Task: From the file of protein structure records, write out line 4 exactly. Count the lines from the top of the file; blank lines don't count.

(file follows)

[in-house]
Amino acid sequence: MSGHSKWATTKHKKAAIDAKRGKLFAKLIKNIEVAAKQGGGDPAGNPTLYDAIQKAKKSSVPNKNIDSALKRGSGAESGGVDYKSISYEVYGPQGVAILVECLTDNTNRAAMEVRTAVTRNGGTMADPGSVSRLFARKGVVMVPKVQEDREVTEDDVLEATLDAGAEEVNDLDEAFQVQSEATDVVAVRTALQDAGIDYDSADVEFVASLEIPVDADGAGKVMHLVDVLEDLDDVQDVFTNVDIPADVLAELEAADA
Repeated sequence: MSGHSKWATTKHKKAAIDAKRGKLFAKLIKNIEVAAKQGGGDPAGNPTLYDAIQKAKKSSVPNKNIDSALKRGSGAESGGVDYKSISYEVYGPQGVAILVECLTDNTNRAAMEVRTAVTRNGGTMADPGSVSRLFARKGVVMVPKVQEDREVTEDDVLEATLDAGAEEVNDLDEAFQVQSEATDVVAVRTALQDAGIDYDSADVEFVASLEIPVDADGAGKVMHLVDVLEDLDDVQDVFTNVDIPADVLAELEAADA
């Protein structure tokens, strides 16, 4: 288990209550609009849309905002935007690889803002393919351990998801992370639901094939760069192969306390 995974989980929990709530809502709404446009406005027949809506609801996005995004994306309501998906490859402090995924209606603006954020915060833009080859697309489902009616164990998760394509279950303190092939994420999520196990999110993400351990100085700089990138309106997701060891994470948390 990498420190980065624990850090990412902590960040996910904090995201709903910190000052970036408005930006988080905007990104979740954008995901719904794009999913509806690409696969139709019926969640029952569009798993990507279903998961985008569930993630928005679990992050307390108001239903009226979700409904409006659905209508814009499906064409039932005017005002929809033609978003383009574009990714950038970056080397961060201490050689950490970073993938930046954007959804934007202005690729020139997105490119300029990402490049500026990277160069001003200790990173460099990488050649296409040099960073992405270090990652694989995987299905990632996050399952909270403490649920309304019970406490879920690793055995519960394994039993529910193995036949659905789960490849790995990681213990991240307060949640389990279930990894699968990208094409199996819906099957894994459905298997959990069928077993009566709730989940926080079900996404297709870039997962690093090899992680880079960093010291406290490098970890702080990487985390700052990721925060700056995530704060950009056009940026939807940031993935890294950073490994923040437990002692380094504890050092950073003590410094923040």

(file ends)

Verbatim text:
């Protein structure tokens, strides 16, 4: 288990209550609009849309905002935007690889803002393919351990998801992370639901094939760069192969306390 995974989980929990709530809502709404446009406005027949809506609801996005995004994306309501998906490859402090995924209606603006954020915060833009080859697309489902009616164990998760394509279950303190092939994420999520196990999110993400351990100085700089990138309106997701060891994470948390 990498420190980065624990850090990412902590960040996910904090995201709903910190000052970036408005930006988080905007990104979740954008995901719904794009999913509806690409696969139709019926969640029952569009798993990507279903998961985008569930993630928005679990992050307390108001239903009226979700409904409006659905209508814009499906064409039932005017005002929809033609978003383009574009990714950038970056080397961060201490050689950490970073993938930046954007959804934007202005690729020139997105490119300029990402490049500026990277160069001003200790990173460099990488050649296409040099960073992405270090990652694989995987299905990632996050399952909270403490649920309304019970406490879920690793055995519960394994039993529910193995036949659905789960490849790995990681213990991240307060949640389990279930990894699968990208094409199996819906099957894994459905298997959990069928077993009566709730989940926080079900996404297709870039997962690093090899992680880079960093010291406290490098970890702080990487985390700052990721925060700056995530704060950009056009940026939807940031993935890294950073490994923040437990002692380094504890050092950073003590410094923040």